What will the new Basel III regulation mean for the EU banking world?

July 11, 2023
Sebastian Förste


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The European Parliament, the Member States, and the European Commission have agreed on a preliminary compromise to implement Basel III, the internationally agreed banking supervision standards, into European law. This agreement will modify the capital requirement regulations and directives for banks (CRR III and CRD IV). The banking package will also include additional regulations for crypto assets and sustainability risks. The EU is the first jurisdiction worldwide to translate all elements of the new Basel framework into its own laws, in some areas even exceeding Basel regulations to support a sustainable financial industry.

Under the compromise, the core principle of the Basel Committee’s “output floor“ will remain. This principle dictates that banks must calculate their capital requirements based on standardized models instead of their own internal models, which previously allowed banks to reduce their capital needs. The new regulations will require that banks’ capital needs calculated using internal models must be at least 72.5% of capital requirements calculated by the standard approach for credit risks. The internal model approach can therefore only yield results 27.5% lower than the standard approach. Small and medium-sized banks will have slightly less strict rules.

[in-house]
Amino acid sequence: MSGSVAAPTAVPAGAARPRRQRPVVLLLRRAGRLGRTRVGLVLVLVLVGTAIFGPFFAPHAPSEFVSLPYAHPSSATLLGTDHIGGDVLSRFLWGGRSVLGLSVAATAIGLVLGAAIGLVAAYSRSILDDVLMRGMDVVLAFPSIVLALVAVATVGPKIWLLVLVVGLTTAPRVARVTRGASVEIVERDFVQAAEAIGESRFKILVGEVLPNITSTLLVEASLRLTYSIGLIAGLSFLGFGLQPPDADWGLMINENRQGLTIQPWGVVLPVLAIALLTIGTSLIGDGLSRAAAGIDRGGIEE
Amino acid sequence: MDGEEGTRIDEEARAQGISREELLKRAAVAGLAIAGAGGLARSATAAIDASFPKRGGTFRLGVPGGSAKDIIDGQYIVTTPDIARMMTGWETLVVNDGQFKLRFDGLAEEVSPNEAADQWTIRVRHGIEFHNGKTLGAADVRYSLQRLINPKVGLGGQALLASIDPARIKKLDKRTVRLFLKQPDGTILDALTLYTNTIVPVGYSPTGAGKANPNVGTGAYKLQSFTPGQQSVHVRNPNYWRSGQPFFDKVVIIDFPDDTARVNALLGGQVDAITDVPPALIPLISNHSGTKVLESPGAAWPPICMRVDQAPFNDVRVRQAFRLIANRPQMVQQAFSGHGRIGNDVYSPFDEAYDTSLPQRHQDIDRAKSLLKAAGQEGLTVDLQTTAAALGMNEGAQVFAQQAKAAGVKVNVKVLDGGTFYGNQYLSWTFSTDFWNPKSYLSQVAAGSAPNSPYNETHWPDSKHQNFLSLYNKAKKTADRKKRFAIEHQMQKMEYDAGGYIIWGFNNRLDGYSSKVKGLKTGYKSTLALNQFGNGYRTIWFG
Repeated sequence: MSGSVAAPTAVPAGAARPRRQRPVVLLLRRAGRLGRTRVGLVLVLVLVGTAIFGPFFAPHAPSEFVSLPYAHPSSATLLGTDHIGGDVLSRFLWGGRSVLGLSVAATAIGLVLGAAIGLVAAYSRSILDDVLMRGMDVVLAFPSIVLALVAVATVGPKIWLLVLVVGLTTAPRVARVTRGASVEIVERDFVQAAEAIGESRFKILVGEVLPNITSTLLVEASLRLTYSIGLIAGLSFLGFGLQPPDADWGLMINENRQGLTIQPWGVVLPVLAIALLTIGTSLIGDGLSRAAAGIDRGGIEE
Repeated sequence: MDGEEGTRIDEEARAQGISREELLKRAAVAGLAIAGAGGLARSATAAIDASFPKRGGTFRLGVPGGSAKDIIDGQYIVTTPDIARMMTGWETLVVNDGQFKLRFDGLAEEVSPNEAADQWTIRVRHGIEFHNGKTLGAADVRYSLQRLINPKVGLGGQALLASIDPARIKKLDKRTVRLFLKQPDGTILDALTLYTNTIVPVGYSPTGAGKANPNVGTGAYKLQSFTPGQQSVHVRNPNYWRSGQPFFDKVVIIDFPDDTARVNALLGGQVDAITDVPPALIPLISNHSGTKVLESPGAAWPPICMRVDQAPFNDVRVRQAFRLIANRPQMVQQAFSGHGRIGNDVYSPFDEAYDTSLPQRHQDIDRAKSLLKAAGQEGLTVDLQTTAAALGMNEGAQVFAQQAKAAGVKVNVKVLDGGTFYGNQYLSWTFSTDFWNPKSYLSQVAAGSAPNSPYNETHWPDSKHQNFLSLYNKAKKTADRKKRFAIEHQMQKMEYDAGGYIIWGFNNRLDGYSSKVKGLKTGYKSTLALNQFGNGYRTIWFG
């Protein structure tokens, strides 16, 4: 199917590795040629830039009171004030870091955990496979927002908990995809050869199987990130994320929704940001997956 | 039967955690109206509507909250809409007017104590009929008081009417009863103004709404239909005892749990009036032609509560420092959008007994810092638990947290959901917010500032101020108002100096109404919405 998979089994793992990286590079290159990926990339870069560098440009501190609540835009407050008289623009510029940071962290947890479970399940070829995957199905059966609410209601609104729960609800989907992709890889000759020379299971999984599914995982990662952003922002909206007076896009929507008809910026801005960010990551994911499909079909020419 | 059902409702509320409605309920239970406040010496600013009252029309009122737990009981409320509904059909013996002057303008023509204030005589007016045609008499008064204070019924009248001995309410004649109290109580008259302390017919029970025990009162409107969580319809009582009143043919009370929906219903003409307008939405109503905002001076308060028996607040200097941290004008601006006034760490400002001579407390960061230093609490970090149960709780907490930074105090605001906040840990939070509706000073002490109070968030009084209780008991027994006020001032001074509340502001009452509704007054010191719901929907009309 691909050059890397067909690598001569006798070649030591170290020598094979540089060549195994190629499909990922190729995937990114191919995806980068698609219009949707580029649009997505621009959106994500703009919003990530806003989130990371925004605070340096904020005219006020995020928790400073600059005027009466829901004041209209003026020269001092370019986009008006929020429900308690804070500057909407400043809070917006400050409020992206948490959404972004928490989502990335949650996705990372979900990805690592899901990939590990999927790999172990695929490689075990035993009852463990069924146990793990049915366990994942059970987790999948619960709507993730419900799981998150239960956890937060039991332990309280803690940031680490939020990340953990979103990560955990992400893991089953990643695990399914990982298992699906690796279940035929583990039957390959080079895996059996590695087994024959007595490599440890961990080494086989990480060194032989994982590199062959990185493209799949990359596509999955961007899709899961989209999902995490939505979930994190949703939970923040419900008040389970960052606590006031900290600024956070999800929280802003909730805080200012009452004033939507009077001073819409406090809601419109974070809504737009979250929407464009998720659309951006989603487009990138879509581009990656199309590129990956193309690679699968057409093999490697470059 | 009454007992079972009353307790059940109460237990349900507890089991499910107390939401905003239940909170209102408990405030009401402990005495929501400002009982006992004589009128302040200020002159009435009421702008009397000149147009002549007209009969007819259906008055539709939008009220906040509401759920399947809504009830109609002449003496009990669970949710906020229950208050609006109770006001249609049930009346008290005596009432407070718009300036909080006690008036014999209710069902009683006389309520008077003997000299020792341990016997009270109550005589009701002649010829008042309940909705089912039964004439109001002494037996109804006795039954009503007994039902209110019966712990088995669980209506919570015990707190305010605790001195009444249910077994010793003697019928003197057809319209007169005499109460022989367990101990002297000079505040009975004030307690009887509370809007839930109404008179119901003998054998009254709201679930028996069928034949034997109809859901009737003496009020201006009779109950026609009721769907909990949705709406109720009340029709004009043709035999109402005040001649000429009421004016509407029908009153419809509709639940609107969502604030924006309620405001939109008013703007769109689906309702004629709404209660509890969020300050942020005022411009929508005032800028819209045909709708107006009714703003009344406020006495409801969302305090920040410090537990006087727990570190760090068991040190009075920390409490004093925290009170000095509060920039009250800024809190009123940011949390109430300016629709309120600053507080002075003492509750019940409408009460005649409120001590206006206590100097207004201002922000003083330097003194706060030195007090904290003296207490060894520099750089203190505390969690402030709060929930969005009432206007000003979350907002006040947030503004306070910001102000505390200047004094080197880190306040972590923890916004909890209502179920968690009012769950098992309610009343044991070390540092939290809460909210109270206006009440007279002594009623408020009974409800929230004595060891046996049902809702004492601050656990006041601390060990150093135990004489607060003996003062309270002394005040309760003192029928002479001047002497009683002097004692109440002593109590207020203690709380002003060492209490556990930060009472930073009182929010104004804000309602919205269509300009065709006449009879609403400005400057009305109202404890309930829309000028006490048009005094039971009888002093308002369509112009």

The new regulation will come into force in 2025. For the first year, a standard approach minimum quota of 50% is stipulated. This quota will gradually increase and only reach 72.5% at the end of 2029. Banks financing mainly businesses without credit ratings will have an extended transition period until 2032, similarly for banks with low credit risk, like in the mortgage business.

The compromise also tightens supervision regulations regarding the suitability of bank managers for leadership positions and introduces new cooling-off rules to prevent conflicts of interest when personnel move from a bank to a supervisory authority.